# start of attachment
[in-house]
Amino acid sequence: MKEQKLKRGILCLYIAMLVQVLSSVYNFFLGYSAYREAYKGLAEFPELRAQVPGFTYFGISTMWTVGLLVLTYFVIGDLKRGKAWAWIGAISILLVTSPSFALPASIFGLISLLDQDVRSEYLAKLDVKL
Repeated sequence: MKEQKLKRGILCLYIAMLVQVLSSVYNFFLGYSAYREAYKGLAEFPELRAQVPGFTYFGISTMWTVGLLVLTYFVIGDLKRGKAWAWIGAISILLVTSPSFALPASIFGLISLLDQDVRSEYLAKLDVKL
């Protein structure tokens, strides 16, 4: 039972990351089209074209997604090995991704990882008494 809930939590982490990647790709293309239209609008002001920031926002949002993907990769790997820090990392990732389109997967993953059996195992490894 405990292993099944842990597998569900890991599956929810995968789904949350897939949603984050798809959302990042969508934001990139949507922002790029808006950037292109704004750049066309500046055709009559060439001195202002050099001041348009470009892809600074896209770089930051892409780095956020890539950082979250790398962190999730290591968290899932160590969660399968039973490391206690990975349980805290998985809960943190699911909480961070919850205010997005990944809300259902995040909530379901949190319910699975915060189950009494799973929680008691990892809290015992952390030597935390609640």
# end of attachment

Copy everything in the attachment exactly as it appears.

[in-house]
Amino acid sequence: MKEQKLKRGILCLYIAMLVQVLSSVYNFFLGYSAYREAYKGLAEFPELRAQVPGFTYFGISTMWTVGLLVLTYFVIGDLKRGKAWAWIGAISILLVTSPSFALPASIFGLISLLDQDVRSEYLAKLDVKL
Repeated sequence: MKEQKLKRGILCLYIAMLVQVLSSVYNFFLGYSAYREAYKGLAEFPELRAQVPGFTYFGISTMWTVGLLVLTYFVIGDLKRGKAWAWIGAISILLVTSPSFALPASIFGLISLLDQDVRSEYLAKLDVKL
């Protein structure tokens, strides 16, 4: 039972990351089209074209997604090995991704990882008494 809930939590982490990647790709293309239209609008002001920031926002949002993907990769790997820090990392990732389109997967993953059996195992490894 405990292993099944842990597998569900890991599956929810995968789904949350897939949603984050798809959302990042969508934001990139949507922002790029808006950037292109704004750049066309500046055709009559060439001195202002050099001041348009470009892809600074896209770089930051892409780095956020890539950082979250790398962190999730290591968290899932160590969660399968039973490391206690990975349980805290998985809960943190699911909480961070919850205010997005990944809300259902995040909530379901949190319910699975915060189950009494799973929680008691990892809290015992952390030597935390609640």